Hippie punching.

By the late summer of 2010, our questions (or at least my questions) were: “You are in a total war with the Republican Party. They aren’t giving you anything. It is time to seriously push the envelope of executive authority to put policies in place that will reduce unemployment.” And the answers were:

The best policy is to achieve long-run fiscal discipline so that the confidence fairy will show up.
Hippie punching.

And now it is the late summer of 2011. Our big question still is: how is Obama going to use executive branch authority to reduce unemployment? There are lots of options: adjourn congress and do some recess appointments to get the Federal Reserve more engaged in actually pursuing its dual mandate, quantitative easing via the Treasury Department, shifting Fannie Mae and Freddie Mac from their do-nothing position by giving them a microeconomic stabilization mission, talking about how a weak dollar is in America’s interest.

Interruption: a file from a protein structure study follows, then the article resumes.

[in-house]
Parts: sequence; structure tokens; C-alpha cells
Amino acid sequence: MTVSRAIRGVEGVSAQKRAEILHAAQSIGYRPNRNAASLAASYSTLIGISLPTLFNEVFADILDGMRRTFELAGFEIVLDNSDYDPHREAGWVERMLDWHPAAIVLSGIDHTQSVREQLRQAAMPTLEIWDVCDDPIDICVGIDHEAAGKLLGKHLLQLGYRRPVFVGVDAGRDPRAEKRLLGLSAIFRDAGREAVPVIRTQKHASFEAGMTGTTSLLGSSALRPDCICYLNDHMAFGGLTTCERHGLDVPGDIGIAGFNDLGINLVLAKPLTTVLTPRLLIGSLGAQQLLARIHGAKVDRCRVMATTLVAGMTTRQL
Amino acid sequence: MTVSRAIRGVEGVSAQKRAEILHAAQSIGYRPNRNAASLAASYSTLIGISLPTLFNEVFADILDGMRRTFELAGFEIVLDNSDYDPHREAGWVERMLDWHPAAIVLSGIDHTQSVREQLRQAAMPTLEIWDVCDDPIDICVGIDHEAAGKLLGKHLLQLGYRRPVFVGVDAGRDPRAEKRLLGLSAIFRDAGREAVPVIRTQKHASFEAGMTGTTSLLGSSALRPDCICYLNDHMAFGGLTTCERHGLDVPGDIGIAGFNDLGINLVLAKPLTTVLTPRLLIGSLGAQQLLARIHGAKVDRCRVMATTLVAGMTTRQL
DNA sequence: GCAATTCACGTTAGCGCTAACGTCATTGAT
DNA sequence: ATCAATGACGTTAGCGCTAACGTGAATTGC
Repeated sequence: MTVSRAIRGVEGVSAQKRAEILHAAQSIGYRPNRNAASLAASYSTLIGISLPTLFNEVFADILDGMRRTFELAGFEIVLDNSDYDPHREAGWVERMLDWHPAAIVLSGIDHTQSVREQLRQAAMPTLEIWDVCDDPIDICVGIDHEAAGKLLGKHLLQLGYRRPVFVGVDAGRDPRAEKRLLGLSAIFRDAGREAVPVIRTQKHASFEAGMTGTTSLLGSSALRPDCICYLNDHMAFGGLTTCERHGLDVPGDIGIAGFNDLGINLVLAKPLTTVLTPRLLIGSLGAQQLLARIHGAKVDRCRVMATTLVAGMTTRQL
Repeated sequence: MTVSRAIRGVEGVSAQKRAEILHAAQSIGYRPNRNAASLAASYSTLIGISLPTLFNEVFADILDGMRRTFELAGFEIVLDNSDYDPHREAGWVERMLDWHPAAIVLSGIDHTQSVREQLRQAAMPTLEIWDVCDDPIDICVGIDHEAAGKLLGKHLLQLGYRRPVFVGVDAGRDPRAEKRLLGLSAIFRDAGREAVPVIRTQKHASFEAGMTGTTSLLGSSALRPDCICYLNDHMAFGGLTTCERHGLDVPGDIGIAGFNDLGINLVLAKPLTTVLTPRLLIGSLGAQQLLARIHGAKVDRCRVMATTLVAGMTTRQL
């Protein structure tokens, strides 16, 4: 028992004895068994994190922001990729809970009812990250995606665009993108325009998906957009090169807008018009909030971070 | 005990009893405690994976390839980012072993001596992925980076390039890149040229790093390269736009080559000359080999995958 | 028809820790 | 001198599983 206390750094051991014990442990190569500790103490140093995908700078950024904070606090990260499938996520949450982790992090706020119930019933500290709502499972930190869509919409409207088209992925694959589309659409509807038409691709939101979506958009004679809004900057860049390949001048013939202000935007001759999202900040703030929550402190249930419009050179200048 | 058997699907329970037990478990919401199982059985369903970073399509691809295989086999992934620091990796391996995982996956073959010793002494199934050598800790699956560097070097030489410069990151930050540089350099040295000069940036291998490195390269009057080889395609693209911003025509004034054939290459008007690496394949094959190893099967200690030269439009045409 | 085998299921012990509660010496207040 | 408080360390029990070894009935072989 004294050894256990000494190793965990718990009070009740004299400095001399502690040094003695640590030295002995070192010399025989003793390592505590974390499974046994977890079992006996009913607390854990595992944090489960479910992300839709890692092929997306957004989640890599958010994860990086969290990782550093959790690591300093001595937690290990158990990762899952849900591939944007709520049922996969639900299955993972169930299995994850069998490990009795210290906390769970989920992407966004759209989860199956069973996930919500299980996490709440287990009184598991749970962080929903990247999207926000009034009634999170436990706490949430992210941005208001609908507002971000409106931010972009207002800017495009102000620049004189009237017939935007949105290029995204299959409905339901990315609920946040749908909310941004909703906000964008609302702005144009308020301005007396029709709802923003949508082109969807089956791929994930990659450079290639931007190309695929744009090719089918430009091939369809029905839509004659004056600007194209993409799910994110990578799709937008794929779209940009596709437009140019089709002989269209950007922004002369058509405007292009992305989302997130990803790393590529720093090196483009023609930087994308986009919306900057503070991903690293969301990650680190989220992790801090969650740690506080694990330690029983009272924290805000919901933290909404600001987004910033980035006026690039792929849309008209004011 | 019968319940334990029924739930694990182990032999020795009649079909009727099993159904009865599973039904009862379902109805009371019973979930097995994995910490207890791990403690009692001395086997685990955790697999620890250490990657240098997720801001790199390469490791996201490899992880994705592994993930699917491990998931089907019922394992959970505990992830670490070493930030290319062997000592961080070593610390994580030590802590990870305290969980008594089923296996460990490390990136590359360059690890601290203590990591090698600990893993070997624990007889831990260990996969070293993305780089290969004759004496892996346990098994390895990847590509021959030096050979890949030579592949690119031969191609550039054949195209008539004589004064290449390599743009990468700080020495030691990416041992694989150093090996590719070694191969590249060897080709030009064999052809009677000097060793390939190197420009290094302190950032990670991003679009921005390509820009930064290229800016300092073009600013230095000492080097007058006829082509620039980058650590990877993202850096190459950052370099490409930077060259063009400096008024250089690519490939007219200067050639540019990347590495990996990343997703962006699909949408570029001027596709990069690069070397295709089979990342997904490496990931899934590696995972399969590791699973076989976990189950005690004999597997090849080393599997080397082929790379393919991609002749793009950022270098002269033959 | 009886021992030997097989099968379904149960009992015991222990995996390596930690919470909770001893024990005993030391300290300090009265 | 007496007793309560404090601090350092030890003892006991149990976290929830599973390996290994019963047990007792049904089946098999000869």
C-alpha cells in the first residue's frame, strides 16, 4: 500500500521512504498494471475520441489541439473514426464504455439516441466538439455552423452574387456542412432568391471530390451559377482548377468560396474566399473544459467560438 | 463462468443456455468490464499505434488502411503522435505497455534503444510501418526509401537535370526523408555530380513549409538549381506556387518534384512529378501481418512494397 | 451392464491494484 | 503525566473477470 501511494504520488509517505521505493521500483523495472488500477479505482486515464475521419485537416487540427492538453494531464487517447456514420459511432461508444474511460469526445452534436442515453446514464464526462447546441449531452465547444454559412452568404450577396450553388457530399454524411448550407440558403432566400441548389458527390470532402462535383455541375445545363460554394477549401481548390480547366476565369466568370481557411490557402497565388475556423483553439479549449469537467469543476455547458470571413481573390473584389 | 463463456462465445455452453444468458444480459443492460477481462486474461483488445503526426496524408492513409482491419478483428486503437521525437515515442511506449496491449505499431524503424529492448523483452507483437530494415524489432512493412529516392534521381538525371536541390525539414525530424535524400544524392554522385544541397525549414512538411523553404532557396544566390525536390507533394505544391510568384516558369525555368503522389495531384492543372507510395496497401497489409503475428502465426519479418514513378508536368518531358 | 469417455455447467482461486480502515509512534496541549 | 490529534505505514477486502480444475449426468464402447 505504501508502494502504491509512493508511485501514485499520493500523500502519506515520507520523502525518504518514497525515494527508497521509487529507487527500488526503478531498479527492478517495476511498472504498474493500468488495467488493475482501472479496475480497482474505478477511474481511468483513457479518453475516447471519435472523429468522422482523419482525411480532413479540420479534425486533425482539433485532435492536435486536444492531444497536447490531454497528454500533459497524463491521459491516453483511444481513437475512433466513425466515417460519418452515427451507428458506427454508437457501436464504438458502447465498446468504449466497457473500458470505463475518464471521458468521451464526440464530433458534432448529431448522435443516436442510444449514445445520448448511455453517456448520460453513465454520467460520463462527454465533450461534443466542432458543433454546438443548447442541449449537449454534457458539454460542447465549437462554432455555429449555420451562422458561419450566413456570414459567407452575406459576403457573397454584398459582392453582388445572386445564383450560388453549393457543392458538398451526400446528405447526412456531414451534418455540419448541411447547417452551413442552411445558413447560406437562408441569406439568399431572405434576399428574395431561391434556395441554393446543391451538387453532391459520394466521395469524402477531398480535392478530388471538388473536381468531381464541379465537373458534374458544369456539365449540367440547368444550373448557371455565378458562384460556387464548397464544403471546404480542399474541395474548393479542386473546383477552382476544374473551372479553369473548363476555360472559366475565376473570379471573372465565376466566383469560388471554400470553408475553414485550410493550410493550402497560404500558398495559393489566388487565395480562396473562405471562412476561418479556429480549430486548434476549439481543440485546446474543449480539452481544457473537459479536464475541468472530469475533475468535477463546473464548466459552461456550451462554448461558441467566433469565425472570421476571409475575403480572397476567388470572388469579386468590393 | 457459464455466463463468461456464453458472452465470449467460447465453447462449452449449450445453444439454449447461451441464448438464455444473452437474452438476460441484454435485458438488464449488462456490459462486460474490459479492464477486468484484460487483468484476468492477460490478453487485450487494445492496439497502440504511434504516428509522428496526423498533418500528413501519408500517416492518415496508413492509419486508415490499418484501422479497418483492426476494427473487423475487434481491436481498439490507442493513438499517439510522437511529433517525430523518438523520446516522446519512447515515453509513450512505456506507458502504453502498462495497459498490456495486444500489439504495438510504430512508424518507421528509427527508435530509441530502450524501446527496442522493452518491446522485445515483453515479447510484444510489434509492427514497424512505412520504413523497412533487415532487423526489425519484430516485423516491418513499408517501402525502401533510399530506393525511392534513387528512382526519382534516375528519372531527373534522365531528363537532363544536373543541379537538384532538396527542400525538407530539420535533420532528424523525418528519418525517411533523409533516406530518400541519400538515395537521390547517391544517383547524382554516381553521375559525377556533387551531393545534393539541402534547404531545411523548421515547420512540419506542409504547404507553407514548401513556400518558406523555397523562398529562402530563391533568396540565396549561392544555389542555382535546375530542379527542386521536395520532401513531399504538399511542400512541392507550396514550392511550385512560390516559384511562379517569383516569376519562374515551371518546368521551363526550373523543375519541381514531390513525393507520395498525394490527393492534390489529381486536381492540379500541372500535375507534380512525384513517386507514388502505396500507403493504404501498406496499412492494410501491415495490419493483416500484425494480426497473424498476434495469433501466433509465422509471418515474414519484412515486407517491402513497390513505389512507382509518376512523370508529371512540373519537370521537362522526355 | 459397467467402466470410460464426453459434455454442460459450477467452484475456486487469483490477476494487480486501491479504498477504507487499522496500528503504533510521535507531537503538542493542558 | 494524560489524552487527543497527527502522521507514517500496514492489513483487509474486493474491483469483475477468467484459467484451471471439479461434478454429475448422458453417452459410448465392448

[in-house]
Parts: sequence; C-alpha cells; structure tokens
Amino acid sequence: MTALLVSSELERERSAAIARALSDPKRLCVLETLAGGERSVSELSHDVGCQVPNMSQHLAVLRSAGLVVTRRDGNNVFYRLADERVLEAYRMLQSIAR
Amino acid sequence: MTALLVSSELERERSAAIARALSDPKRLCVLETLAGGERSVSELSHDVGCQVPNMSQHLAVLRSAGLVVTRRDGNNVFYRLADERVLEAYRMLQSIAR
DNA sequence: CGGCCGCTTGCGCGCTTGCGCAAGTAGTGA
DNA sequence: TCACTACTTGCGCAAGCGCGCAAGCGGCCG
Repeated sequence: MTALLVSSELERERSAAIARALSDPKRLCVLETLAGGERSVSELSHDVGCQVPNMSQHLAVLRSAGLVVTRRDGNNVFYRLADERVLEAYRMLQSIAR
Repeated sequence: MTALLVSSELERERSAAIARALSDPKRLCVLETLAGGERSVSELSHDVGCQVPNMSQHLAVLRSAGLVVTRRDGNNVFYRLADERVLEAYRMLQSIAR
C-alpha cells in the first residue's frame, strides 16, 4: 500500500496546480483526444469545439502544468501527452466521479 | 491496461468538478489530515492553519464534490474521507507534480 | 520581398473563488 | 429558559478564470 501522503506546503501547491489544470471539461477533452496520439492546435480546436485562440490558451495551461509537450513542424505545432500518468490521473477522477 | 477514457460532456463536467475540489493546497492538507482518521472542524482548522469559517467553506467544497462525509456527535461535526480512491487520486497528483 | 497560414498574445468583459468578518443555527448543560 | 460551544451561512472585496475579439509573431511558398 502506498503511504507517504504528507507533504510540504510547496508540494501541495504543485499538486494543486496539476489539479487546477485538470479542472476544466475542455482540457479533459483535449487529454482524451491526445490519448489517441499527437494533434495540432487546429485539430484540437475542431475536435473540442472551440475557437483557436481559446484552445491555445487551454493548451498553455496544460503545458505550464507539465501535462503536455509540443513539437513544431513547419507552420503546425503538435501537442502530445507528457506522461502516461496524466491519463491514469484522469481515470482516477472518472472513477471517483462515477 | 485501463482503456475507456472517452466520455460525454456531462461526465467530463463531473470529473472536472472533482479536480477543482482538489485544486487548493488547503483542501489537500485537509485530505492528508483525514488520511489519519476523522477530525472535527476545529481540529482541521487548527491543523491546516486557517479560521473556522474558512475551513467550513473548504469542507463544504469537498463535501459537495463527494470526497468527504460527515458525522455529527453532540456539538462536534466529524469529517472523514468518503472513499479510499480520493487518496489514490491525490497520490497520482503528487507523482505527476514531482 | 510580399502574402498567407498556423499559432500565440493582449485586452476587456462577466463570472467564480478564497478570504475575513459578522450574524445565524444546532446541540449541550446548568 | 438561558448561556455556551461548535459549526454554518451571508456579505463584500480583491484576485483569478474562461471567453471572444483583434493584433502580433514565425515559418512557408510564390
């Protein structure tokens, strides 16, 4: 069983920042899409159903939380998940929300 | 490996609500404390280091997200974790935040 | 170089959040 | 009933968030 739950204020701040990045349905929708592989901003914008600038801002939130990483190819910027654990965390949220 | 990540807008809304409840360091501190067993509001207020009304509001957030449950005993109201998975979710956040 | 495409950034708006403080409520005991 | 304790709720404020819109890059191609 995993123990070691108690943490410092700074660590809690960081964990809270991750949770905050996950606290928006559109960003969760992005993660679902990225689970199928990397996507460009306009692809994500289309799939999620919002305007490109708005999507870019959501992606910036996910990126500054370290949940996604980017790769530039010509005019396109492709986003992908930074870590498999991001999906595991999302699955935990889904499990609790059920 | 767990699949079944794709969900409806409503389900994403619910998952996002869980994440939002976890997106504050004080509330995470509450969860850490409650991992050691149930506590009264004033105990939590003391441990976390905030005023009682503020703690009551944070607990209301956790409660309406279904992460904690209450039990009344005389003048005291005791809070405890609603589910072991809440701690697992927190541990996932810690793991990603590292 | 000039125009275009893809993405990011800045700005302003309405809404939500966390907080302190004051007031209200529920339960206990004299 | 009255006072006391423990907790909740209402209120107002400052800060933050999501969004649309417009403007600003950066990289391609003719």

And this time what I am hearing back is only:

Hippie punching.

The reality is that on one side, the President has people who supported him begging him to do the right things and take positive action to turn the economy around. This group has offered consistently good advice from the standpoint of economics, not ideology or politics, because they know that there is truth to the adage that if you do the right thing, the politics will work out on their own. If that doesn’t work, let the votes you need know in no uncertain terms that if they don’t vote for the bill, you’ll take them out or the R’s will.